The sign out front declares it “The House That Chilaquiles Built,” and judging by the hungry masses waiting patiently outside, you’ll at once know this is a house you want to enter. If a restaurant can define a community, then MartAnne’s sums up Flagstaff in a nutshell: colorful, generous and a little bit spicy.
Anne Martinez bought the restaurant after waiting tables across the street for 15 years. She inherited a clientele hungry for a hearty Mexican breakfast, but the most important person in her new venture literally came with the building. Ms. Alice had worked in that very spot since the 1960s and passed down many of the recipes that Martinez still uses today.
Ms. Alice’s legacy lives on through the pork green chile, among the many Mexican dishes Martinez turns out every day in generous portions. That location, on San Francisco Street, closed in 2012, but Martinez reopened Martanne’s a block away at a larger location.
“If I didn’t cook it, you didn’t eat here,” says Martinez. “If I’m not here, we’re closed.”
MartAnne’s does serve lunch, but one look at the all-day breakfast menu will have you throwing caution to the culinary wind and ordering eggs at noon. The legendary chilaquiles start with fried corn tortillas layered with scrambled eggs, cheese, onions and a choice between green-tomatillo- and red-chile sauce. Add tender pork green chile and you have the Fratelliquiles, named after the brothers who own Flagstaff’s Fratelli Pizza.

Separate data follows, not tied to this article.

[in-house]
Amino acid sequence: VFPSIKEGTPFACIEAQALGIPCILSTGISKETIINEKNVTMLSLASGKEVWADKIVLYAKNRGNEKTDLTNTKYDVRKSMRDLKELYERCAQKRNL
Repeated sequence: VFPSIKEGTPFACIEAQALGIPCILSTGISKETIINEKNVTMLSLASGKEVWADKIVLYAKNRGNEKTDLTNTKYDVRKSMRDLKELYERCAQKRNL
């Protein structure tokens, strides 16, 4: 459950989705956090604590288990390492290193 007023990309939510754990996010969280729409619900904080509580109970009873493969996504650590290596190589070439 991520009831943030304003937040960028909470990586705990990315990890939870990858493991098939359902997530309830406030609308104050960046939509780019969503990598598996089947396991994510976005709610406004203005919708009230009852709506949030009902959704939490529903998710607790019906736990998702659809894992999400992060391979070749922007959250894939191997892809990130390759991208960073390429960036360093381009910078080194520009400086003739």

The ingredients are always the same, but the dish named after Martinez’s on-again, off-again boyfriend Jerry evolves along with their relationship. Even though it’s currently called Jerry el Mujeriego, or Jerry the Womanizer, the creamy pork green-chile enchilada topped with eggs will make you beg her to take him back.
The deep flavors of the red and green sauces are best sopped up with the warm tortilla and homemade hash browns, rice and beans that accompany breakfast. Venture into the lunch menu and you’ll be rewarded with a rich, spicy green posole.
If you can take your eyes off the food, you’ll notice the walls adorned with Mexican calavera, or Dia de los Muertos-inspired skull paintings. Artist Emma Gardner has worked with Martinez since the beginning, and now sells the paintings, which were originally hung to liven up the restaurant.
Don’t be deterred by the crowd that gathers outside MartAnne’s nearly every morning. The regulars will tell you there is no list; you just have to wait your turn. So, embrace the inevitable wait, grab a cup of coffee from a nearby shop, and savor a little bit of Flagstaff until it’s your turn to step inside “The House.”
112 E. Historic Route 66